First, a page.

24 research outputs found

    An artificial rubidium atom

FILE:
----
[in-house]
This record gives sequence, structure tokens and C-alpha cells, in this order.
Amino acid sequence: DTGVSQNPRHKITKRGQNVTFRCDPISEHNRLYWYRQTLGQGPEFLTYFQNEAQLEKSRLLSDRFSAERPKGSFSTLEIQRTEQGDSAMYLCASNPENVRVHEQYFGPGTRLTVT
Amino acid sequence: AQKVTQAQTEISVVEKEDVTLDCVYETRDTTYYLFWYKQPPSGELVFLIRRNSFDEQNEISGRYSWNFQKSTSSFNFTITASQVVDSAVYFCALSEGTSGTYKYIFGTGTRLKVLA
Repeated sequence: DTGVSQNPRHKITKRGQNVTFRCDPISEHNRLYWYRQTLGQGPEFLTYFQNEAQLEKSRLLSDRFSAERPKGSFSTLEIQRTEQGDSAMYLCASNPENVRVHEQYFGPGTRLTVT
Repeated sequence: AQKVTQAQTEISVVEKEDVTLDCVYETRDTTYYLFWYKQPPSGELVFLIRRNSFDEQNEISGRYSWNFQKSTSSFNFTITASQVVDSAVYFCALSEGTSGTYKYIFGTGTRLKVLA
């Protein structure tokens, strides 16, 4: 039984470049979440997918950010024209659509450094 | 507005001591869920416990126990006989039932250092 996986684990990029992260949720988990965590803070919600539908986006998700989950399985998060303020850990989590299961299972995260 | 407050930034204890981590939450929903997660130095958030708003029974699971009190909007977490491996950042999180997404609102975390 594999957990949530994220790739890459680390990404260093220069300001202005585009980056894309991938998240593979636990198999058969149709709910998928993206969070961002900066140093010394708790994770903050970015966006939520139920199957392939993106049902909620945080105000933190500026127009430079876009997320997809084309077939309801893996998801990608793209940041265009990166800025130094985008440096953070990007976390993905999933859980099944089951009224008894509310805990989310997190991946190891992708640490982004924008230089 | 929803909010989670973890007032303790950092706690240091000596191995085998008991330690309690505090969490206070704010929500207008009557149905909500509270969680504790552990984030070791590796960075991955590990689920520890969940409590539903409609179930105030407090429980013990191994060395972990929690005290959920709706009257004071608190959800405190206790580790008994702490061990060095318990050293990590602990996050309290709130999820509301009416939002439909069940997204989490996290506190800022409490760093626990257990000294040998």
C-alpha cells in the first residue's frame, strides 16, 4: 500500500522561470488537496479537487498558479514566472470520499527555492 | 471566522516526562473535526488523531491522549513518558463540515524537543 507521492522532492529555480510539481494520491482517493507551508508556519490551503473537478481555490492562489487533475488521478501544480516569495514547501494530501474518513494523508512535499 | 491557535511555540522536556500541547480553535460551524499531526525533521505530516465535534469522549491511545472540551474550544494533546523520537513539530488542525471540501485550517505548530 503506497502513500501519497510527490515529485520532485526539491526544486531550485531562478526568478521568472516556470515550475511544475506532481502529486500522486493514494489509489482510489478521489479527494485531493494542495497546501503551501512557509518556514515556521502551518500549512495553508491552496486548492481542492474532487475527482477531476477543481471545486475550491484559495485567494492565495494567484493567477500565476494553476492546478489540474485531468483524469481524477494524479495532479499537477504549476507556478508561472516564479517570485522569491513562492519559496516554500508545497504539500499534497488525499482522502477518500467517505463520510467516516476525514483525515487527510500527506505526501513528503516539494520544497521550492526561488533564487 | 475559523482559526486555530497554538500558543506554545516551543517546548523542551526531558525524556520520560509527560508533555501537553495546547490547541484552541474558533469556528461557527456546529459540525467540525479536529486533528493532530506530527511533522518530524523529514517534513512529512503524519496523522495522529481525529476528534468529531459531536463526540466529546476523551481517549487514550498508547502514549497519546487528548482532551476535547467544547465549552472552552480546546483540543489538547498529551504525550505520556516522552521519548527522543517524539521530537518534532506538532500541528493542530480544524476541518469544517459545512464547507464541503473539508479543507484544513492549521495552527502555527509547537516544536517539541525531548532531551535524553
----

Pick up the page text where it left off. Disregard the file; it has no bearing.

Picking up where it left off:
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    Harnessing quantum mechanics to revolutionize various fields of established technology has fueled research activities in recent years. Especially the prospect of inherently secure quantum communication channels has become increasingly desirable to businesses, politicians and society as a whole to protect sensitive information. At heart, quantum communication relies on the distribution of entangled quantum states that make the communication impervious to eavesdroppers. Naturally single photons or photon pairs are an excellent choice for distributing entangled states at the speed-of-light through existing fiber-networks. One of the most promising quantum light sources constitute epitaxial quantum dots. The high oscillator strength renders them exceptionally bright, while still emitting nearly indistinguishable single photons with quantum efficiencies close to unity, an important prerequisite for high-fidelity photonic quantum applications. By carefully manufacturing the semiconductor heterostructure, the optical environment can be individually tailored, utilizing Purcell enhancement, by embedding the emitter in a semiconductor cavity or exploiting wave guiding properties in form of micropillars or nanowires to enhance the extraction efficiency. Inevitable optical attenuation in fiber networks however necessitates the overall communication channel length to be divided into subsections with nodes that can temporarily store the quantum information. Naturally this requires a quantum memory which can efficiently store the quantum state for a sufficiently long time and subsequently recreate the stored photon on demand. In this framework, atomic memories represent the established benchmark, unrivaled by quantum dots spin states which remain intrinsically limited by the decoherence-inducing interaction with the solid state environment. Combining the excellent single-photon source of a quantum dot with the superior coherence properties of alkali quantum memories in a hybrid system at each quantum node offers the best of both worlds, promising exponential speed-up of truly secure communication. This PhD thesis focuses on the requirements imposed on the quantum dot in such a hybrid quantum network and shows how these challenges can be overcome. The first part of the introduction aims to give a detailed overview on the underlying quantum communication protocol of a hybrid quantum network and how it fares against the more established DLCZ protocol. Next, single-photon sources, and quantum dots in particular, will be outlined and the growth mechanism and optical properties of epitaxial GaAs quantum dots discussed in detail. Lastly, to illustrate the framework in which a quantum dot can efficiently be paired with alkali atoms and to understand the challenges that arise, the mode of operation and attributes of the state-of-art broadband quantum memory will be summarized in chapter 2. The third chapter investigates the optical properties of an epitaxial GaAs quantum dot spectrally matched to rubidium. By means of strain-tuning, the quantum dot can address all hyperfine transitions of the rubidium D2 line and a first interaction with atomic vapors is shown in a transmission measurement. In conjunction with other optical measurements, true Fourier-limited emission of single photons is demonstrated. Furthermore, we establish a possible route to overcome the bandwidth mismatch of the two systems in form of the coherent-scattering regime. While this coherent-scattering regime offers quantum dot single-photons with sub-natural bandwidths, in form of elastically scattered single photons that predominately retain the small linewidth of the excitation laser, the emission is highly probabilistic and relies on continuous-wave excitation or weak, resonant laser pulses of durations exceeding the exciton lifetime. The fourth chapter demonstrates the generation of true on-demand single photons with tailored temporal waveform envelopes between 14 and 245 ns, overcoming the temporal limitations imposed by the exciton two-level system. The photonic bandwidth is reduced by almost one order of magnitude. In the following, the decay dynamics of a positively charged exciton in an GaAs quantum dot will be investigated by time-resolved photolumincescence and resonance fluorescence measurements (chapter 5). In Chapter 6 the optical properties of GaAs quantum dots in 500 nm thick membranes are characterized. Finally, an outlook into future developments and the solutions to remaining challenges will be presented